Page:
24(1952); http://dx.doi.org/10.1121/1.1917489View Description Hide Description
In a recent paper, the present authors described the effects upon masking of varying the interaural phase positions of a 500∼ tone and of the 500∼ masking component of a white noise. The present paper extends this work by displacing the masking noise in time. This is accomplished by moving one head of a binaural tape reproducer. The results are in agreement with those previously published on the masking of tones by noise, and support the idea of a “critical” band. They also furnish additional evidence of the importance for masking level difference, of the interaural noise correlation.
24(1952); http://dx.doi.org/10.1121/1.1917490View Description Hide Description
At the end of World War II the introduction of a wide variety of extremely noisy aircraft flying very long missions at high altitudes had placed demands on interphone communications that the old system could not meet. Beginning in 1947 an entirely new system was developed with the close and active cooperation of the Air Materiel Command (now Wright Air Development Center). The criterion of performance is the word articulation of the entire system. New microphones, headsets, loudspeakers,amplifiers, control panels, and power supplies were developed. The resulting system has a frequency range of 200–6000 cps. It is very flexible, extremely comfortable, and provides high word articulation scores in 120-db sound fields at altitudes up to 35,000 feet.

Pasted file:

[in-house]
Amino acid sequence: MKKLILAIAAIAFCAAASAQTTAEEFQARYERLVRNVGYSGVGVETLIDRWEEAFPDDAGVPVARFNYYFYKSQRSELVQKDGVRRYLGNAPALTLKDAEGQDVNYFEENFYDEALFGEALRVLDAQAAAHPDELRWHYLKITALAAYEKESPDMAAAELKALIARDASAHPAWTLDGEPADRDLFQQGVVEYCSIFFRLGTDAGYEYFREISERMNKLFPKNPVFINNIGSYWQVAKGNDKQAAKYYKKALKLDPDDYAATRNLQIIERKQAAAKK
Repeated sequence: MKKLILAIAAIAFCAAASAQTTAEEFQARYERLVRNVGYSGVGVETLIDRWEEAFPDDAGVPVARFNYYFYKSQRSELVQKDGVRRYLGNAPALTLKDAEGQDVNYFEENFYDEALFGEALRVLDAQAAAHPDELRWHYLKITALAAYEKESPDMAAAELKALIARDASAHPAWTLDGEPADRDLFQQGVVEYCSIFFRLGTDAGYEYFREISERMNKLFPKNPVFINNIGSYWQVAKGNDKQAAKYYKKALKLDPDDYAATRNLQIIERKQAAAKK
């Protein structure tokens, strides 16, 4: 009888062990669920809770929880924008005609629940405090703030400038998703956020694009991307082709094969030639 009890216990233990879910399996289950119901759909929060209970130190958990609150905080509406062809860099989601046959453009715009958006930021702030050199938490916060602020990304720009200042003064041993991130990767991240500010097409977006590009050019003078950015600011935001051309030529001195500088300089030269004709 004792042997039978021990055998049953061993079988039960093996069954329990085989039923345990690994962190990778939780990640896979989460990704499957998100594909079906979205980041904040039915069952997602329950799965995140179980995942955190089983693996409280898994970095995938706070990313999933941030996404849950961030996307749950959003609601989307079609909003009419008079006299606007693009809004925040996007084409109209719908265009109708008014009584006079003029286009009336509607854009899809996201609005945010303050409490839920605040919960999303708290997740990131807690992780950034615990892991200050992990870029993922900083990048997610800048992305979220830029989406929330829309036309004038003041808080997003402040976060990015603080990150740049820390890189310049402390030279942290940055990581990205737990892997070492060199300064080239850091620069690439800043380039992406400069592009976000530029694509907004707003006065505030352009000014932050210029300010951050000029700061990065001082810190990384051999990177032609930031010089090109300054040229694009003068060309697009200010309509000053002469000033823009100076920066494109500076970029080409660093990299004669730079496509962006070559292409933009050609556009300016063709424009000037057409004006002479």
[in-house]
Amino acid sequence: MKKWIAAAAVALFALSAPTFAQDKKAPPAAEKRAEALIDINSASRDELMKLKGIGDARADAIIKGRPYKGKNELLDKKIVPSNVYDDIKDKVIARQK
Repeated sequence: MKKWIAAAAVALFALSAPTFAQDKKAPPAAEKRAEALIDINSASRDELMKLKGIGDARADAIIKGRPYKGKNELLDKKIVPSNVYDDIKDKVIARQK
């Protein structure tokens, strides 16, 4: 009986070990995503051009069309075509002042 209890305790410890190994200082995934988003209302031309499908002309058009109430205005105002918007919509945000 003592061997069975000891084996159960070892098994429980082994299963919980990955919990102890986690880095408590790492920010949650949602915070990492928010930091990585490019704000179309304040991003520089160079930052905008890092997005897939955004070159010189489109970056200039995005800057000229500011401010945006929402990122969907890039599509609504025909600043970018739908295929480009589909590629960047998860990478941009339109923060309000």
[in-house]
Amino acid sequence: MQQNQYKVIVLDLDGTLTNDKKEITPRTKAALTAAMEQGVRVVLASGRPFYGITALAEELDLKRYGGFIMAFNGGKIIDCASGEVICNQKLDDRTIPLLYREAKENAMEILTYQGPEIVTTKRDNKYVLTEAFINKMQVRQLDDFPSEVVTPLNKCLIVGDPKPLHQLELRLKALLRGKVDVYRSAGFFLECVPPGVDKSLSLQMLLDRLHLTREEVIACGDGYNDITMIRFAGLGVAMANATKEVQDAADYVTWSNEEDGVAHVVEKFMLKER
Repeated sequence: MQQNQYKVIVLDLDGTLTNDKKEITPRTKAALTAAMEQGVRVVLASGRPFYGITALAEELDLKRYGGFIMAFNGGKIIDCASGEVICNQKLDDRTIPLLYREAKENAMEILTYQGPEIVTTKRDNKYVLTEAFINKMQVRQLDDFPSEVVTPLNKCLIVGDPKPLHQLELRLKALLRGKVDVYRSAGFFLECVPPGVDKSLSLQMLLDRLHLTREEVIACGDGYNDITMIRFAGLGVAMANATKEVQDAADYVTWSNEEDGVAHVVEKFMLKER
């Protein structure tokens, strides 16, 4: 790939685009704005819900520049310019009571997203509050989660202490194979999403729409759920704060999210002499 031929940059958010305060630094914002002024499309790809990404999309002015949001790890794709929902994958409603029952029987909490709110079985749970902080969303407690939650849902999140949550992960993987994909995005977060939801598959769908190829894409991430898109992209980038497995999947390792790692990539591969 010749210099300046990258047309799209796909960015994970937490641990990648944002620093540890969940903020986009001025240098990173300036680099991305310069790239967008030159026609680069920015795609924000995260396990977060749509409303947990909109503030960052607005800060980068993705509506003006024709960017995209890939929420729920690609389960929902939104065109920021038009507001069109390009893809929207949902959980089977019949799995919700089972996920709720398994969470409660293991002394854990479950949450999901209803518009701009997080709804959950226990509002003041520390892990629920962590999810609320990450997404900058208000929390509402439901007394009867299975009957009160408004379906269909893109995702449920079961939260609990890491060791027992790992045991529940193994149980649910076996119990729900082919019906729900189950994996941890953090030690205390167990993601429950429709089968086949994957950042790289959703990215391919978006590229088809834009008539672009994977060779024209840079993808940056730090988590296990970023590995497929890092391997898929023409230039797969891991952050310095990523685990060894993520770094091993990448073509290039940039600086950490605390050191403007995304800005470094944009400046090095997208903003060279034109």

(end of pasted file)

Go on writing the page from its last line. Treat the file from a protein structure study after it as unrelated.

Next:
24(1952); http://dx.doi.org/10.1121/1.1917491View Description Hide Description
A screening audiometer has been developed, which functions automatically. It has the following salient features: The subjects are required to make simple numerical choices as indicated by visual instructions. A single numerical choice for each frequency serves to evaluate the two ears separately. The stimuli consist of interrupted tones of pre-set levels. The operation of this instrument and the results of the field tests are presented.
24(1952); http://dx.doi.org/10.1121/1.1917492View Description Hide Description